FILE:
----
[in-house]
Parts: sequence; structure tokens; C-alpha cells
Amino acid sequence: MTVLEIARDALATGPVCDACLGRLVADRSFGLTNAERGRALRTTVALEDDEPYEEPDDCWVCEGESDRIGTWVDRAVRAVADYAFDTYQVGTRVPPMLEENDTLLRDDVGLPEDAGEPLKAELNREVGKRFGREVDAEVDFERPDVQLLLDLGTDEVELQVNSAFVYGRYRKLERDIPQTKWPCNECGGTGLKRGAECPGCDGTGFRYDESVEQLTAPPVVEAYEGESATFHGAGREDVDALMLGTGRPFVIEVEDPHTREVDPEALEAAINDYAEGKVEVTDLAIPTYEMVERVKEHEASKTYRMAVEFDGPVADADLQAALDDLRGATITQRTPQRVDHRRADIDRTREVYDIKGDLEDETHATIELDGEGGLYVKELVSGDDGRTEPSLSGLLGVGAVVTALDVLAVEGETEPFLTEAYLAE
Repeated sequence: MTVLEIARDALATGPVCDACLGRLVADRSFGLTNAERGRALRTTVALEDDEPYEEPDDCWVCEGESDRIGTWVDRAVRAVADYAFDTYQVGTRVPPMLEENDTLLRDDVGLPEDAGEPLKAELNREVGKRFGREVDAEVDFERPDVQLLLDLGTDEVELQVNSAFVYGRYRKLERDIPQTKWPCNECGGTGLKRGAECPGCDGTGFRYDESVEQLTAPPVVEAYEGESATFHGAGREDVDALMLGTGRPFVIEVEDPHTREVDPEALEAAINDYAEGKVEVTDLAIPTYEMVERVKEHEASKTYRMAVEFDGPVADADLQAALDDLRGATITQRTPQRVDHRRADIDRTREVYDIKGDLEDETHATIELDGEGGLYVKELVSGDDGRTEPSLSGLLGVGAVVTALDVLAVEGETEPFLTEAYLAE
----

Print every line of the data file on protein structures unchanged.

[in-house]
Parts: sequence; structure tokens; C-alpha cells
Amino acid sequence: MTVLEIARDALATGPVCDACLGRLVADRSFGLTNAERGRALRTTVALEDDEPYEEPDDCWVCEGESDRIGTWVDRAVRAVADYAFDTYQVGTRVPPMLEENDTLLRDDVGLPEDAGEPLKAELNREVGKRFGREVDAEVDFERPDVQLLLDLGTDEVELQVNSAFVYGRYRKLERDIPQTKWPCNECGGTGLKRGAECPGCDGTGFRYDESVEQLTAPPVVEAYEGESATFHGAGREDVDALMLGTGRPFVIEVEDPHTREVDPEALEAAINDYAEGKVEVTDLAIPTYEMVERVKEHEASKTYRMAVEFDGPVADADLQAALDDLRGATITQRTPQRVDHRRADIDRTREVYDIKGDLEDETHATIELDGEGGLYVKELVSGDDGRTEPSLSGLLGVGAVVTALDVLAVEGETEPFLTEAYLAE
Repeated sequence: MTVLEIARDALATGPVCDACLGRLVADRSFGLTNAERGRALRTTVALEDDEPYEEPDDCWVCEGESDRIGTWVDRAVRAVADYAFDTYQVGTRVPPMLEENDTLLRDDVGLPEDAGEPLKAELNREVGKRFGREVDAEVDFERPDVQLLLDLGTDEVELQVNSAFVYGRYRKLERDIPQTKWPCNECGGTGLKRGAECPGCDGTGFRYDESVEQLTAPPVVEAYEGESATFHGAGREDVDALMLGTGRPFVIEVEDPHTREVDPEALEAAINDYAEGKVEVTDLAIPTYEMVERVKEHEASKTYRMAVEFDGPVADADLQAALDDLRGATITQRTPQRVDHRRADIDRTREVYDIKGDLEDETHATIELDGEGGLYVKELVSGDDGRTEPSLSGLLGVGAVVTALDVLAVEGETEPFLTEAYLAE